It’s obviously sick to fight for anti-Semites. But CAIR-Washington has no issues because they likely believe their base of supporters could be outed at pro-Hamas rallies. If that’s the case, they should be outed.
But if they’re hoping this will discourage people from calling out people for comments made or actions taken in public, CAIR-Washington better hope this law never gets challenged in court. It’s unlikely to escape legal scrutiny.
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Democrat law makes criticism doxxing
Doxxing is defined as “unauthorized publication of personal identifying information with intent or knowledge that the information will be used to harm the individual whose information is published, or with reckless disregard for the risk the information will be used to harm the individual whose information is published.”
The identifying information covered includes name, address, and employer. It even covers social media accounts, essentially deeming tagging someone on X, formerly known as Twitter, as illegal unless you get express consent.
Under the law introduced by then-State Representative Drew Hansen (D-Bainbridge Island), it does not matter if the information is publicly available or even voluntarily provided. Simply publishing the information, if it was done with the “intent of knowledge” that it can “harm” the individual, is illegal.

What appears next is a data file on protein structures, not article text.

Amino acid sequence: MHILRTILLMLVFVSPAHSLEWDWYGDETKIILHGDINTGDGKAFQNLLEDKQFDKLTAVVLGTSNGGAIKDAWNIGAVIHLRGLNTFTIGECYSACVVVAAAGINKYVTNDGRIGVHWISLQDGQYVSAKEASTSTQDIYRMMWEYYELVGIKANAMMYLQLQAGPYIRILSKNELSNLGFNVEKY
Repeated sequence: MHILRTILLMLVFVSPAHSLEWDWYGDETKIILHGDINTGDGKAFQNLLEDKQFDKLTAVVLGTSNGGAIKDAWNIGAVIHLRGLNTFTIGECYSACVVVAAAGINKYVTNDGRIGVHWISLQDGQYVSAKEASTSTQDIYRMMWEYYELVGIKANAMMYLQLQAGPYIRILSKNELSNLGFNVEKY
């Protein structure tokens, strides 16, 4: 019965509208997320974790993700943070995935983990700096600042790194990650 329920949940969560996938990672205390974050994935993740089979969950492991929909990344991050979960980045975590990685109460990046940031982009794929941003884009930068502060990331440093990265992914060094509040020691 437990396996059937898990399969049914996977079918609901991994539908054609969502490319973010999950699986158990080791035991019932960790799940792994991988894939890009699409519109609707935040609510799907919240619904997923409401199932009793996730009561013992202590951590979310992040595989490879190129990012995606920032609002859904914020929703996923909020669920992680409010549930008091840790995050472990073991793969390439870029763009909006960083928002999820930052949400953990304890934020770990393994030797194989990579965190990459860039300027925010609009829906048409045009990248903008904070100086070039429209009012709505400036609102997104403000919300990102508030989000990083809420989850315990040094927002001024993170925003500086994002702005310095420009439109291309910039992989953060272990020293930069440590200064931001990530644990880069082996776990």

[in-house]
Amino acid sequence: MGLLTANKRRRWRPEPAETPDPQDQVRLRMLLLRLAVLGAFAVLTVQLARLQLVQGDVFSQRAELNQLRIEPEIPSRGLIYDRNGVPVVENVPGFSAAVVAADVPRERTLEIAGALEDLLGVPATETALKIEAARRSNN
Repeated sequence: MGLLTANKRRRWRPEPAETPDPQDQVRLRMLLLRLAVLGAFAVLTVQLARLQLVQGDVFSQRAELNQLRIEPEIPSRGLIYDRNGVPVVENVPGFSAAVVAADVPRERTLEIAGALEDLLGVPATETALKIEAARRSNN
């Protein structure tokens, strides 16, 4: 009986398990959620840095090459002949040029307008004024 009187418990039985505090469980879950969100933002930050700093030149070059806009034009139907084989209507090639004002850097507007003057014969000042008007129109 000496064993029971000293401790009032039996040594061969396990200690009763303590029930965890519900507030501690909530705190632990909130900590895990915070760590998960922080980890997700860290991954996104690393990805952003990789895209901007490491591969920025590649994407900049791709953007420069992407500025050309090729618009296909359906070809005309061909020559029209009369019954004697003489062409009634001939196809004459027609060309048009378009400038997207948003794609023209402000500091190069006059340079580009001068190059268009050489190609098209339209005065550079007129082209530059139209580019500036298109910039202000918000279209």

There are notable exemptions under the bill, including for the press. But the RCW also provides an exemption “in connection with an exercise of the right of freedom of speech.” That would likely cover pretty much any so-called doxxing as defined by RCW. But the intent of the post is to get people to second guess whether or not they think it’s worth criticizing an anti-Semite.
More from Rantz: Seattle media ignores pro-Israel rally, sanitizes pro-Hamas blockade